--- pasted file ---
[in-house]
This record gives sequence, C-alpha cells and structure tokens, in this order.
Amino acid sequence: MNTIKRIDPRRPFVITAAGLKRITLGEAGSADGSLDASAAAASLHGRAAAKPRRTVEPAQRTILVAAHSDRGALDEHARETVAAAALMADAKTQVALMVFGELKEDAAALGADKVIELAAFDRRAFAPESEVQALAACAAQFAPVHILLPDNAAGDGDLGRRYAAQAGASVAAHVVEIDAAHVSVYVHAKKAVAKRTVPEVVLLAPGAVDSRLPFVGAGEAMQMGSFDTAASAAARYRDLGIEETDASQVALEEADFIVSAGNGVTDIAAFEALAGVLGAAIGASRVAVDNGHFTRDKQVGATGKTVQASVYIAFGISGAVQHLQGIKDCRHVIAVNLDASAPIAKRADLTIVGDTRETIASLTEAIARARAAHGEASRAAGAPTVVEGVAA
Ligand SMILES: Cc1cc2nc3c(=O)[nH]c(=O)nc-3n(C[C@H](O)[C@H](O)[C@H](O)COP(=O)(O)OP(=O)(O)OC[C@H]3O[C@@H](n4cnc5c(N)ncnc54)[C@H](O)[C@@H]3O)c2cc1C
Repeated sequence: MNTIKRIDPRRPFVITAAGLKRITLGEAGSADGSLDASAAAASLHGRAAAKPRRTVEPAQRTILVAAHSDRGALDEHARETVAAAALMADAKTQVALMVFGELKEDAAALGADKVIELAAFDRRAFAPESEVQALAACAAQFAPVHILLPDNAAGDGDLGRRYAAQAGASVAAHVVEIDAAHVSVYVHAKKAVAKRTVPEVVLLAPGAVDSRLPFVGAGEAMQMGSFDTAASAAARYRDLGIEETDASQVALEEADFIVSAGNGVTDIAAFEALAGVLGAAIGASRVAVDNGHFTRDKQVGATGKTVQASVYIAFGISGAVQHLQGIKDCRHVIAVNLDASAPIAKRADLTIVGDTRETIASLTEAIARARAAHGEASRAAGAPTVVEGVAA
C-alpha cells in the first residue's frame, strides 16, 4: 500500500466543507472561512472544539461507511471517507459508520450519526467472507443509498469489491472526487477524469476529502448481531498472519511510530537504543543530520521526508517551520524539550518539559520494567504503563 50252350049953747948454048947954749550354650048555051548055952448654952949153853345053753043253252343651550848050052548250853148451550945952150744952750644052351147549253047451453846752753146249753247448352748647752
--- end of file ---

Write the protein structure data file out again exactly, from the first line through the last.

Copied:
[in-house]
This record gives sequence, C-alpha cells and structure tokens, in this order.
Amino acid sequence: MNTIKRIDPRRPFVITAAGLKRITLGEAGSADGSLDASAAAASLHGRAAAKPRRTVEPAQRTILVAAHSDRGALDEHARETVAAAALMADAKTQVALMVFGELKEDAAALGADKVIELAAFDRRAFAPESEVQALAACAAQFAPVHILLPDNAAGDGDLGRRYAAQAGASVAAHVVEIDAAHVSVYVHAKKAVAKRTVPEVVLLAPGAVDSRLPFVGAGEAMQMGSFDTAASAAARYRDLGIEETDASQVALEEADFIVSAGNGVTDIAAFEALAGVLGAAIGASRVAVDNGHFTRDKQVGATGKTVQASVYIAFGISGAVQHLQGIKDCRHVIAVNLDASAPIAKRADLTIVGDTRETIASLTEAIARARAAHGEASRAAGAPTVVEGVAA
Ligand SMILES: Cc1cc2nc3c(=O)[nH]c(=O)nc-3n(C[C@H](O)[C@H](O)[C@H](O)COP(=O)(O)OP(=O)(O)OC[C@H]3O[C@@H](n4cnc5c(N)ncnc54)[C@H](O)[C@@H]3O)c2cc1C
Repeated sequence: MNTIKRIDPRRPFVITAAGLKRITLGEAGSADGSLDASAAAASLHGRAAAKPRRTVEPAQRTILVAAHSDRGALDEHARETVAAAALMADAKTQVALMVFGELKEDAAALGADKVIELAAFDRRAFAPESEVQALAACAAQFAPVHILLPDNAAGDGDLGRRYAAQAGASVAAHVVEIDAAHVSVYVHAKKAVAKRTVPEVVLLAPGAVDSRLPFVGAGEAMQMGSFDTAASAAARYRDLGIEETDASQVALEEADFIVSAGNGVTDIAAFEALAGVLGAAIGASRVAVDNGHFTRDKQVGATGKTVQASVYIAFGISGAVQHLQGIKDCRHVIAVNLDASAPIAKRADLTIVGDTRETIASLTEAIARARAAHGEASRAAGAPTVVEGVAA
C-alpha cells in the first residue's frame, strides 16, 4: 500500500466543507472561512472544539461507511471517507459508520450519526467472507443509498469489491472526487477524469476529502448481531498472519511510530537504543543530520521526508517551520524539550518539559520494567504503563 50252350049953747948454048947954749550354650048555051548055952448654952949153853345053753043253252343651550848050052548250853148451550945952150744952750644052351147549253047451453846752753146249753247448352748647752